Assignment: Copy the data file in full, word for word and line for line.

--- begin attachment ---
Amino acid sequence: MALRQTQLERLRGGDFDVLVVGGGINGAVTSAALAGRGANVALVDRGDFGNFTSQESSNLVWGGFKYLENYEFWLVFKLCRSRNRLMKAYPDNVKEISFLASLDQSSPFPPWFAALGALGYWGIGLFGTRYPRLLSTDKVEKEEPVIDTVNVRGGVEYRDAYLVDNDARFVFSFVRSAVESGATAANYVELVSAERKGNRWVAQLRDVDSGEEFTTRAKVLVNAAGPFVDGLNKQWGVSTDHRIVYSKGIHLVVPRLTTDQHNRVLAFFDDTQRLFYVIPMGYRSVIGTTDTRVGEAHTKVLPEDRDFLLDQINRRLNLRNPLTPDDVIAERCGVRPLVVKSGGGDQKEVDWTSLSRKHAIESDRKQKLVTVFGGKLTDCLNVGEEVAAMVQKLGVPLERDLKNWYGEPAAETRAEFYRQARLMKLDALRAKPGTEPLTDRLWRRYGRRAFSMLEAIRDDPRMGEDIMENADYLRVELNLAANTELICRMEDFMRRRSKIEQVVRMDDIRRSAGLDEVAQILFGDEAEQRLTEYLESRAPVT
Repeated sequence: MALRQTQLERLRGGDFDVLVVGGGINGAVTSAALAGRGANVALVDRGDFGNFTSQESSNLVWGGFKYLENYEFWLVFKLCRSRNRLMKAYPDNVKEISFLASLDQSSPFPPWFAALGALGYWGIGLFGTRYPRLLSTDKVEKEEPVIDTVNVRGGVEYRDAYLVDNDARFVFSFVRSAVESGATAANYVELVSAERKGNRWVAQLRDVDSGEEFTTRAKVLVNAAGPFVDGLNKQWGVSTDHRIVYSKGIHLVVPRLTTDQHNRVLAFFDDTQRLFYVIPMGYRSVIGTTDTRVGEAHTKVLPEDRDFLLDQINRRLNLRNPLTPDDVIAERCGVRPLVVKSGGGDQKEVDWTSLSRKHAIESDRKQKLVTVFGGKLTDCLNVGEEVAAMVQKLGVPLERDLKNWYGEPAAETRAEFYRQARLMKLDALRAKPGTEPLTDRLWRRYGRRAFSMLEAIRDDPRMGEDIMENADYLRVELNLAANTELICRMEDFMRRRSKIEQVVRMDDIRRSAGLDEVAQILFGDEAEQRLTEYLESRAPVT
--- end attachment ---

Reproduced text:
Amino acid sequence: MALRQTQLERLRGGDFDVLVVGGGINGAVTSAALAGRGANVALVDRGDFGNFTSQESSNLVWGGFKYLENYEFWLVFKLCRSRNRLMKAYPDNVKEISFLASLDQSSPFPPWFAALGALGYWGIGLFGTRYPRLLSTDKVEKEEPVIDTVNVRGGVEYRDAYLVDNDARFVFSFVRSAVESGATAANYVELVSAERKGNRWVAQLRDVDSGEEFTTRAKVLVNAAGPFVDGLNKQWGVSTDHRIVYSKGIHLVVPRLTTDQHNRVLAFFDDTQRLFYVIPMGYRSVIGTTDTRVGEAHTKVLPEDRDFLLDQINRRLNLRNPLTPDDVIAERCGVRPLVVKSGGGDQKEVDWTSLSRKHAIESDRKQKLVTVFGGKLTDCLNVGEEVAAMVQKLGVPLERDLKNWYGEPAAETRAEFYRQARLMKLDALRAKPGTEPLTDRLWRRYGRRAFSMLEAIRDDPRMGEDIMENADYLRVELNLAANTELICRMEDFMRRRSKIEQVVRMDDIRRSAGLDEVAQILFGDEAEQRLTEYLESRAPVT
Repeated sequence: MALRQTQLERLRGGDFDVLVVGGGINGAVTSAALAGRGANVALVDRGDFGNFTSQESSNLVWGGFKYLENYEFWLVFKLCRSRNRLMKAYPDNVKEISFLASLDQSSPFPPWFAALGALGYWGIGLFGTRYPRLLSTDKVEKEEPVIDTVNVRGGVEYRDAYLVDNDARFVFSFVRSAVESGATAANYVELVSAERKGNRWVAQLRDVDSGEEFTTRAKVLVNAAGPFVDGLNKQWGVSTDHRIVYSKGIHLVVPRLTTDQHNRVLAFFDDTQRLFYVIPMGYRSVIGTTDTRVGEAHTKVLPEDRDFLLDQINRRLNLRNPLTPDDVIAERCGVRPLVVKSGGGDQKEVDWTSLSRKHAIESDRKQKLVTVFGGKLTDCLNVGEEVAAMVQKLGVPLERDLKNWYGEPAAETRAEFYRQARLMKLDALRAKPGTEPLTDRLWRRYGRRAFSMLEAIRDDPRMGEDIMENADYLRVELNLAANTELICRMEDFMRRRSKIEQVVRMDDIRRSAGLDEVAQILFGDEAEQRLTEYLESRAPVT